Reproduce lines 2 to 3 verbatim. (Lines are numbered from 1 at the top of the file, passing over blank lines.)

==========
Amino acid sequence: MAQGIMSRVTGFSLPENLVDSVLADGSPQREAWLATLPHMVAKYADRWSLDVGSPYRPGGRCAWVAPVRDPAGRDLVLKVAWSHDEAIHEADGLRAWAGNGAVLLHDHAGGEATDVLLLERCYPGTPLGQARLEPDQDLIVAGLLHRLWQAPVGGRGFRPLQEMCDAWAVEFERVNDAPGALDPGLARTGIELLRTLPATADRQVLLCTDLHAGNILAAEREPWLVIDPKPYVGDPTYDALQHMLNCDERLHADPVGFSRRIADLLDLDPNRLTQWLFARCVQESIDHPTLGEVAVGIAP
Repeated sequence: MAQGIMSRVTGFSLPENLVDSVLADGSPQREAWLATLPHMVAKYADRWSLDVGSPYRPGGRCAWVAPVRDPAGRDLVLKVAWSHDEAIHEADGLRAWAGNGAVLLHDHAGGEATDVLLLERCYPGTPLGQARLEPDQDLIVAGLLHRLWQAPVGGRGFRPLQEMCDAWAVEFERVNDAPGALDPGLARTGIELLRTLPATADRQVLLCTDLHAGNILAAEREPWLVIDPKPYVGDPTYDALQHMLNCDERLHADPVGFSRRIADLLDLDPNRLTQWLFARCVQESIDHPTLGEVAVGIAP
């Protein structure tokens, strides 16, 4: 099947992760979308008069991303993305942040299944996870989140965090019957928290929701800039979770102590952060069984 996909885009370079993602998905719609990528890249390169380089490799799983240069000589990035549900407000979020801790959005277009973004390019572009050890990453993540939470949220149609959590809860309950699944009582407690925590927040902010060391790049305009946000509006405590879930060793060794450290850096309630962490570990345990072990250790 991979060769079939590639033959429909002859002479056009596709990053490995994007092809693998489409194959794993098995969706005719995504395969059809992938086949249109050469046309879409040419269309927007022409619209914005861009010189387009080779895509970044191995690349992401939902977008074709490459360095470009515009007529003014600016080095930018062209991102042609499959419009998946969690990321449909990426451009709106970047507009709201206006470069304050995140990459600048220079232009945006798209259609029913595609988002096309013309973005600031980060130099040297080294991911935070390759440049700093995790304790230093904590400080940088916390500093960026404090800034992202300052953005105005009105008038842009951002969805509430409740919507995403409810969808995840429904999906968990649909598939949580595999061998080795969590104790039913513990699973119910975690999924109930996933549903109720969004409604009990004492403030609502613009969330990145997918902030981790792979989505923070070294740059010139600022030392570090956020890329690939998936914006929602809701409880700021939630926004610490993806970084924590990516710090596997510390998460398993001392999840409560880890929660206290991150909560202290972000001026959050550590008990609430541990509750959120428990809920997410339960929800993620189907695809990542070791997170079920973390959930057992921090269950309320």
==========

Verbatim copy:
Repeated sequence: MAQGIMSRVTGFSLPENLVDSVLADGSPQREAWLATLPHMVAKYADRWSLDVGSPYRPGGRCAWVAPVRDPAGRDLVLKVAWSHDEAIHEADGLRAWAGNGAVLLHDHAGGEATDVLLLERCYPGTPLGQARLEPDQDLIVAGLLHRLWQAPVGGRGFRPLQEMCDAWAVEFERVNDAPGALDPGLARTGIELLRTLPATADRQVLLCTDLHAGNILAAEREPWLVIDPKPYVGDPTYDALQHMLNCDERLHADPVGFSRRIADLLDLDPNRLTQWLFARCVQESIDHPTLGEVAVGIAP
């Protein structure tokens, strides 16, 4: 099947992760979308008069991303993305942040299944996870989140965090019957928290929701800039979770102590952060069984 996909885009370079993602998905719609990528890249390169380089490799799983240069000589990035549900407000979020801790959005277009973004390019572009050890990453993540939470949220149609959590809860309950699944009582407690925590927040902010060391790049305009946000509006405590879930060793060794450290850096309630962490570990345990072990250790 991979060769079939590639033959429909002859002479056009596709990053490995994007092809693998489409194959794993098995969706005719995504395969059809992938086949249109050469046309879409040419269309927007022409619209914005861009010189387009080779895509970044191995690349992401939902977008074709490459360095470009515009007529003014600016080095930018062209991102042609499959419009998946969690990321449909990426451009709106970047507009709201206006470069304050995140990459600048220079232009945006798209259609029913595609988002096309013309973005600031980060130099040297080294991911935070390759440049700093995790304790230093904590400080940088916390500093960026404090800034992202300052953005105005009105008038842009951002969805509430409740919507995403409810969808995840429904999906968990649909598939949580595999061998080795969590104790039913513990699973119910975690999924109930996933549903109720969004409604009990004492403030609502613009969330990145997918902030981790792979989505923070070294740059010139600022030392570090956020890329690939998936914006929602809701409880700021939630926004610490993806970084924590990516710090596997510390998460398993001392999840409560880890929660206290991150909560202290972000001026959050550590008990609430541990509750959120428990809920997410339960929800993620189907695809990542070791997170079920973390959930057992921090269950309320």